Roger Burkhardt is president and chief executive of open-source database firm Ingres. Prior to joining Ingres, Burkhardt was chief technology officer (CTO) and executive vice president at the New York Stock Exchange (NYSE) for six years. He and his team were responsible for transforming the exchange to a fully electronic model, and conducted much of the IT work using open-source software.
V3.co.uk: You were a very early adopter of open-source
software when you were CTO at the NYSE in 2006. What encouraged you to implement
Roger Burkhardt: Initially we had to innovate very rapidly as we were facing a lot of competition from totally electronic venues. Part of my role was to introduce electronic trading, and in doing that we needed a lot of new technology capabilities. We found that the open-source model allowed us to move more quickly. We could innovate more quickly and that meant we could fulfil our business objectives more quickly.
But then something happened. As we introduced electronic trading the volume of data just exploded. In the trading world it used to be that, as human beings traded more quickly, they talked to each other more online and on the phone. But as we introduced an electronic trading software programme, the volume of messages sent through the exchange just exploded and we needed to cut costs, otherwise the computing capacity to handle messages would put us out of business. We found that by using open source and open standards we could substantially lower our costs.
Also, through using open-source software, we could introduce competition where there had not been enough before between providers and vendors. So, although we started to deploy open source because of necessity, we were also able to get more value out of it to drive costs down through competition.
How much were you able to drive down costs?
By around 50 per cent.
What research did you do before introducing open source?
Well, it was eight years ago that we first looked at open-source software to drive the screens on the trading floor that people look at for pricing and news. We looked at Linux and we could customise it to meet our needs. We could also get good support from vendors. The good news is that, when you do research for open source, you can easily try it out and get very good information about the product from the community behind it. All the feedback from the users is out in the community for all to see, so you never have to rely on a sales person who is just going to tell you what you want to hear. You can actually interact with other users in the community, and validate what is really there.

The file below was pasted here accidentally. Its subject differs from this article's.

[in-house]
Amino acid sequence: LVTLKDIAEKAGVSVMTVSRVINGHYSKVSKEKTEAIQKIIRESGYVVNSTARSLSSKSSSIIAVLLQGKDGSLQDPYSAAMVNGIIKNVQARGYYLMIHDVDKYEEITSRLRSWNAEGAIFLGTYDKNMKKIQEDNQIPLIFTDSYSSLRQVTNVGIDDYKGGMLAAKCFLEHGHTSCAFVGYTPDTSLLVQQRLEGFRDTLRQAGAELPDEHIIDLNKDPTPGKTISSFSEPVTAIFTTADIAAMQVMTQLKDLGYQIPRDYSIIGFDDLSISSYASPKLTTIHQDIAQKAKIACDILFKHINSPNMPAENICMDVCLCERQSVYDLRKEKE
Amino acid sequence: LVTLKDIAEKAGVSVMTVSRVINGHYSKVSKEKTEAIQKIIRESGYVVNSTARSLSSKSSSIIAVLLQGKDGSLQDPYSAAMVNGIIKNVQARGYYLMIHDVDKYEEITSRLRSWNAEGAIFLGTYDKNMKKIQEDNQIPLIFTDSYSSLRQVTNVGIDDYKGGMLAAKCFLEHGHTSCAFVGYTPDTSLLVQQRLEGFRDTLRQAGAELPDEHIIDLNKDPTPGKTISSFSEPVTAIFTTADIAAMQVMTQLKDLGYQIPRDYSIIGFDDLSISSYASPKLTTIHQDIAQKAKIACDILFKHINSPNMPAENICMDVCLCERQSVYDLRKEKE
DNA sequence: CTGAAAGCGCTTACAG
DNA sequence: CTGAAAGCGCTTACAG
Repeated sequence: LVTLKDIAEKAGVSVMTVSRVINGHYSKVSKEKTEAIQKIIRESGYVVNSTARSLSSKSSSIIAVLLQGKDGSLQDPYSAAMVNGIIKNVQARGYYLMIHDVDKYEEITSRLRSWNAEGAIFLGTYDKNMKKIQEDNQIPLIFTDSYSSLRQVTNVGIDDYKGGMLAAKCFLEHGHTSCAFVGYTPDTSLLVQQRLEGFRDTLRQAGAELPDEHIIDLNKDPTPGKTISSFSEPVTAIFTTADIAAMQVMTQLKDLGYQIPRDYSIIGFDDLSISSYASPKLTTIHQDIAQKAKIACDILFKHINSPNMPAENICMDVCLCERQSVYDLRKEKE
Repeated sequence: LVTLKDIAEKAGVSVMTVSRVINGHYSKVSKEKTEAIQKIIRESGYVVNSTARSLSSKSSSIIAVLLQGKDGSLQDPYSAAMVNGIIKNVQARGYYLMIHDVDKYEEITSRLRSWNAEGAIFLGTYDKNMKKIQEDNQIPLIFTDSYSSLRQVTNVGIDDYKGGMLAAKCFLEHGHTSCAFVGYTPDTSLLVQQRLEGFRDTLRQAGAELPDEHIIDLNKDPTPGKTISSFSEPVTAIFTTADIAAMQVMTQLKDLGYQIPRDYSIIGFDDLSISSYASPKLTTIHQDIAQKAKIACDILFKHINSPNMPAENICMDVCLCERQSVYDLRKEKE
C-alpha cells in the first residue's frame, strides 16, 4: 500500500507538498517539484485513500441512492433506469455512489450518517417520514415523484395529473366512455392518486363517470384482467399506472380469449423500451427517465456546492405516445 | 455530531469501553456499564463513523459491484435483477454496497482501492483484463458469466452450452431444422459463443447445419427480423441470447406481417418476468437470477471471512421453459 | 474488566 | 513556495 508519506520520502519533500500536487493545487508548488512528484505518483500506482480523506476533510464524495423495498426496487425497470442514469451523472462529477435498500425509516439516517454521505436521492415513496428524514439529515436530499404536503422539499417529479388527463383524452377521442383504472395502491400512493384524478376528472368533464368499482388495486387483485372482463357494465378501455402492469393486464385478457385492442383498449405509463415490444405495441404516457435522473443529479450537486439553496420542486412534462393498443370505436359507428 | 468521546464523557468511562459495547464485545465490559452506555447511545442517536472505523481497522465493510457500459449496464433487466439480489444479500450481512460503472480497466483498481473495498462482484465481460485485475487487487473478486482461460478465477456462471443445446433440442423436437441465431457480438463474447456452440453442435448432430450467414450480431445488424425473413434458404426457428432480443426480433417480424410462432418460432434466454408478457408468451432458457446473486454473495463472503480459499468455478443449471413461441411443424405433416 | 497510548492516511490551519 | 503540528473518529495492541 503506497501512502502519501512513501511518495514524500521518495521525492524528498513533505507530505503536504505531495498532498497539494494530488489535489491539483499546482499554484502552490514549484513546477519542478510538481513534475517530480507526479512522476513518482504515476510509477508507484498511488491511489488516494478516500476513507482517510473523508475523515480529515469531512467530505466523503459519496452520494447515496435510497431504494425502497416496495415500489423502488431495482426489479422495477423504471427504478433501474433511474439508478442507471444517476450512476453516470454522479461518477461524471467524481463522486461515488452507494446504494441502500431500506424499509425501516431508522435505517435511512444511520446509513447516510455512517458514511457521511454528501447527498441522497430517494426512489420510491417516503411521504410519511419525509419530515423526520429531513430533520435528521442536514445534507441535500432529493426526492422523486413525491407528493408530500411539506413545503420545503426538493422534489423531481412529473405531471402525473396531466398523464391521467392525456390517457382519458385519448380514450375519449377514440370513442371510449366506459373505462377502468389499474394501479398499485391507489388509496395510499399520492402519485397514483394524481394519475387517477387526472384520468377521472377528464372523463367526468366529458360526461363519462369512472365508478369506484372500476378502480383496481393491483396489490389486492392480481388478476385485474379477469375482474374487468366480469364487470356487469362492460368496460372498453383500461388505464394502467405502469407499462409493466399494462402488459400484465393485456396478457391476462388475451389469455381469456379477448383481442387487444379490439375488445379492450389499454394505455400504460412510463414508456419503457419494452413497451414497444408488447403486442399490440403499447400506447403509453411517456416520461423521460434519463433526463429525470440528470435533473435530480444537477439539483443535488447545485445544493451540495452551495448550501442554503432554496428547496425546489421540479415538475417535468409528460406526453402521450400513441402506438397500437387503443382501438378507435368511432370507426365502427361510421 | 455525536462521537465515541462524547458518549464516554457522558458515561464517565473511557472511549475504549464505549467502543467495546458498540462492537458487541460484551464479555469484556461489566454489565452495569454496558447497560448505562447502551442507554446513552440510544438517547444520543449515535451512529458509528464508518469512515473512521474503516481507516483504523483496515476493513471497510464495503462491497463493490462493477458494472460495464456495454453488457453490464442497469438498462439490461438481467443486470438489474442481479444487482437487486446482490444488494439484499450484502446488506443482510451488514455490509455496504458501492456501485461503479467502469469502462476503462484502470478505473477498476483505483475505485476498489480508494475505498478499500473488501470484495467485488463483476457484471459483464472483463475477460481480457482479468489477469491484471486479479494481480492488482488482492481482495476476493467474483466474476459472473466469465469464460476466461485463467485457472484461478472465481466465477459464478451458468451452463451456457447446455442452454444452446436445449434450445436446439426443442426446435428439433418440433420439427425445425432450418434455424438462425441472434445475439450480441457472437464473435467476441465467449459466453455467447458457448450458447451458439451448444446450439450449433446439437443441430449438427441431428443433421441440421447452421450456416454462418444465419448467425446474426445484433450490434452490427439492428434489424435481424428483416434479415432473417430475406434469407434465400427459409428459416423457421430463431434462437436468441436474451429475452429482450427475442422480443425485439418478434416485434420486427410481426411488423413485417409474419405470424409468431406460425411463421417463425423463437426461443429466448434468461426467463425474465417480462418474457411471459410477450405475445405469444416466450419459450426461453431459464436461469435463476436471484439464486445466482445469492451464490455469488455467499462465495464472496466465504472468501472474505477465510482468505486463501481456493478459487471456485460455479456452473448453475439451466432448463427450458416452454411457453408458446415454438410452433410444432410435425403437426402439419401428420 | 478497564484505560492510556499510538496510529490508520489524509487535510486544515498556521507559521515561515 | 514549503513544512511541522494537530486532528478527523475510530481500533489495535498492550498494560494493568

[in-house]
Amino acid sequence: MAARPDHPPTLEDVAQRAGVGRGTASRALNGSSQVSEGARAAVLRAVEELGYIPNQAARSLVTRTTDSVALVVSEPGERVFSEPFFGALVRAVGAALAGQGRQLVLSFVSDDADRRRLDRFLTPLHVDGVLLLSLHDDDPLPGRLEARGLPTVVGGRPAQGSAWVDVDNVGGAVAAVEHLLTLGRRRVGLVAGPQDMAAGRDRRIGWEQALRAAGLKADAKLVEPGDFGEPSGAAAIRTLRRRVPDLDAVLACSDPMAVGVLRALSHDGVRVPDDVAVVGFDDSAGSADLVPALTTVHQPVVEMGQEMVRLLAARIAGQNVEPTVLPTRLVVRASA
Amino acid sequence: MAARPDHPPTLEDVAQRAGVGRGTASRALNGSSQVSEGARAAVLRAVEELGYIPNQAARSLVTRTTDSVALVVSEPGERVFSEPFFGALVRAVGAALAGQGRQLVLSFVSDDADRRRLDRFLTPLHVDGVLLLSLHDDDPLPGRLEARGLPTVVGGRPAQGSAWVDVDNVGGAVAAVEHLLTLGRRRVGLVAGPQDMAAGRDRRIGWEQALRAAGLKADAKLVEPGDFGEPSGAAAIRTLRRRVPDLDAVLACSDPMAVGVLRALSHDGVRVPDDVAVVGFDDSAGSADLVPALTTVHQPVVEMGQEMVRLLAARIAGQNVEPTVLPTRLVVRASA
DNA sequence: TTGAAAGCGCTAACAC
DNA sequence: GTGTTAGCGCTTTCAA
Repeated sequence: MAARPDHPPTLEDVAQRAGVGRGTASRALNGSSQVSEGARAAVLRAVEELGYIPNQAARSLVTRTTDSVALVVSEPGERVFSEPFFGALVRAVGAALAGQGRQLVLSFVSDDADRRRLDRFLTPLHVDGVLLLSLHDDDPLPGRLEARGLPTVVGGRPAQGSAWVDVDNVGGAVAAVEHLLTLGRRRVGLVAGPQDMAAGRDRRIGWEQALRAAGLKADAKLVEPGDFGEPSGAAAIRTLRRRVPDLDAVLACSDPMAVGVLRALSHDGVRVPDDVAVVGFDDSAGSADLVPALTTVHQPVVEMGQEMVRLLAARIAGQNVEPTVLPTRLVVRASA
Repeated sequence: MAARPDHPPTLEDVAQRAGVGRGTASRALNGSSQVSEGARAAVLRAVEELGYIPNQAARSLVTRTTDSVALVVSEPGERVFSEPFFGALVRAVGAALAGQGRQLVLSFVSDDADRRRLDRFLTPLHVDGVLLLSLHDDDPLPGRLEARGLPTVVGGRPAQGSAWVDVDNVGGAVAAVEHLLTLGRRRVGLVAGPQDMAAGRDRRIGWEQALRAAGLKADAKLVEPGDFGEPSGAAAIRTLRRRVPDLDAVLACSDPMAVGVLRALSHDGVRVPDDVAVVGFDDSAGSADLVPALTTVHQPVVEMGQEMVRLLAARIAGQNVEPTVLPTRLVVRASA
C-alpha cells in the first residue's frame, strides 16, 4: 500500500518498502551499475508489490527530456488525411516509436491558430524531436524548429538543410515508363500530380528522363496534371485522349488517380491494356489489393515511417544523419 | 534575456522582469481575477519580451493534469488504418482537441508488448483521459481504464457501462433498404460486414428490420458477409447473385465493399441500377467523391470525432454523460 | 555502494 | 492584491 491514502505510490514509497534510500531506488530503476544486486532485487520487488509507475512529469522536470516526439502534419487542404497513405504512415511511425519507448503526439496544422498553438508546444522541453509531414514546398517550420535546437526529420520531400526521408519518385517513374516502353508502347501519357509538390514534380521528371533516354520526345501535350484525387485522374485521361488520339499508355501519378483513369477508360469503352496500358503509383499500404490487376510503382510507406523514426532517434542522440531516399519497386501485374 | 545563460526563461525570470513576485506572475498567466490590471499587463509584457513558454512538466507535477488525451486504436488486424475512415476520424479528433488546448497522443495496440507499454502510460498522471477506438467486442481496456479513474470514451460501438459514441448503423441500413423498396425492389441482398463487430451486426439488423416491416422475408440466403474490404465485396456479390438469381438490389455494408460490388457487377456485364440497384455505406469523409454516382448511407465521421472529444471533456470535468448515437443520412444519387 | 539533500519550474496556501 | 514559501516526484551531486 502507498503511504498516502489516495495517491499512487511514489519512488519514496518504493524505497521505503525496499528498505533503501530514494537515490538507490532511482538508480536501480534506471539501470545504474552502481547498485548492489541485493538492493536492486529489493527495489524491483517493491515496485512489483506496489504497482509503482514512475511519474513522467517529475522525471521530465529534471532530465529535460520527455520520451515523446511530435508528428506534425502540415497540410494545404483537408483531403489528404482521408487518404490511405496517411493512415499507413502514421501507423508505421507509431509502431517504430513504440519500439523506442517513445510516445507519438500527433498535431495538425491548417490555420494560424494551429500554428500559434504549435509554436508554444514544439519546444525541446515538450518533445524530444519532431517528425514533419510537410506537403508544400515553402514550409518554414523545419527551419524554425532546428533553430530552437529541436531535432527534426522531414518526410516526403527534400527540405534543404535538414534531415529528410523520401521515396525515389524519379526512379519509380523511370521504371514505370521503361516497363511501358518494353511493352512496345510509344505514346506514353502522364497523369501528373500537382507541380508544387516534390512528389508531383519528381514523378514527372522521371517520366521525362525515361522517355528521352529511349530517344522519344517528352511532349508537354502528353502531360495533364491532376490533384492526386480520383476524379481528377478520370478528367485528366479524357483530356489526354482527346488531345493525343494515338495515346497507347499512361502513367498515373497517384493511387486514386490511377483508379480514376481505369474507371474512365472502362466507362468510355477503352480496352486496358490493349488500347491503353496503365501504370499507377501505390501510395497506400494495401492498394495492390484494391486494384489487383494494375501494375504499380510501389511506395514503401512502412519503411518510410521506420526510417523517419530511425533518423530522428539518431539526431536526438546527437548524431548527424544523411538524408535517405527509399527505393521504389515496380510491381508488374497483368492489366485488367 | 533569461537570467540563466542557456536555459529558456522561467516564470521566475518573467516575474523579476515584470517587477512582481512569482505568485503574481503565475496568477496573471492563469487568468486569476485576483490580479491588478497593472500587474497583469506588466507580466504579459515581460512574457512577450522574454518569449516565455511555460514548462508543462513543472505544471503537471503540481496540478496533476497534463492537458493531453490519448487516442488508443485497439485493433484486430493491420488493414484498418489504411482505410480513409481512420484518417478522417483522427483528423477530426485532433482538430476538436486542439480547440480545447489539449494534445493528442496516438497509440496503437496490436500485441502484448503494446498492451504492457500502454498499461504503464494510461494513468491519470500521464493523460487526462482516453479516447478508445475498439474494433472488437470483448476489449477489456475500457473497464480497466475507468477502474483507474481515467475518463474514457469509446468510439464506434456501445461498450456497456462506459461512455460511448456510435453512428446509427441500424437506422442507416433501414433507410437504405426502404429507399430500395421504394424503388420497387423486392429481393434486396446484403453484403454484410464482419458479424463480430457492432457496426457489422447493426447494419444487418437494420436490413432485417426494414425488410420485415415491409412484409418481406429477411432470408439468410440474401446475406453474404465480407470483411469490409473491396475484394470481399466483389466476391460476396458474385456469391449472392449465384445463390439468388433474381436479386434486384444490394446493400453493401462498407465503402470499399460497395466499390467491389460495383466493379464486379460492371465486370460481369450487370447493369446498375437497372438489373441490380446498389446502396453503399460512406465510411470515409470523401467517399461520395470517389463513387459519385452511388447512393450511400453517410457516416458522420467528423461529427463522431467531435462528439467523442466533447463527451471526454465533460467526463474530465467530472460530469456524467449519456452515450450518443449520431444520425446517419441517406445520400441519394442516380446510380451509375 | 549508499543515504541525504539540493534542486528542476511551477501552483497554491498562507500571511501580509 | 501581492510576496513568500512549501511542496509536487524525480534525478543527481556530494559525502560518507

Why did you move from CTO at the NYSE to chief executive of
During the six years I spent at the NYSE I achieved all that I set out to do, which was to introduce an all-electronic system, or what is known as a hybrid market in the US. I was trying to work out whether I would do another chief technology officer role, or whether to do something different. I was approached about this role at Ingres, and what was exciting for me was the opportunity to make a business model that is so much better for customers, and so much better for the industry, and bring it into the enterprise database world.
Until Ingres came out as open source, there was not really an alternative choice to the Oracle database or the Sybase database. There was no enterprise-class, open-source choice. It was an exciting opportunity to go and build something, and I was pleased that the funders behind the company wanted to have the customer in charge. The nice thing about open source is that the customer is in charge and you are not locked into a particular vendor.
How do you deal with Oracle as your main competitor?
It is a David and Goliath situation. Customers have had it with the proprietary model that puts a gun to their heads and requires them to buy licences when they don't have to have them. Customers are demanding a better business model. I know as an ex-customer and talking to new customers that what they really want is an alternative to the lock-in model.
How is Ingres dealing with the recession?
We grew 30 per cent in the recession and last year we brought in $68m [£40m] in revenue. When we were formed three years ago we made $26m [£15m].
So would you say Ingres has been hit at all?
No-one is immune to the crisis. This is the worst recession in 30 years. We seem to have drawn quite a bit of interest from people who know that they have to do more with less. Either they adopt better ways of procuring software, or they save millions of dollars somewhere else. My budgets used to be dominated by salary and costs and, if you can't save money on the software side, you have to lay people off and no-one likes to do that. Cutting back on talent is cutting back on the future innovation of the business.
The recession makes the choice stark. With budgets decreasing or investment flat, businesses need to compete and they need IT to compete with. This makes people look at open source who would not have done so before.
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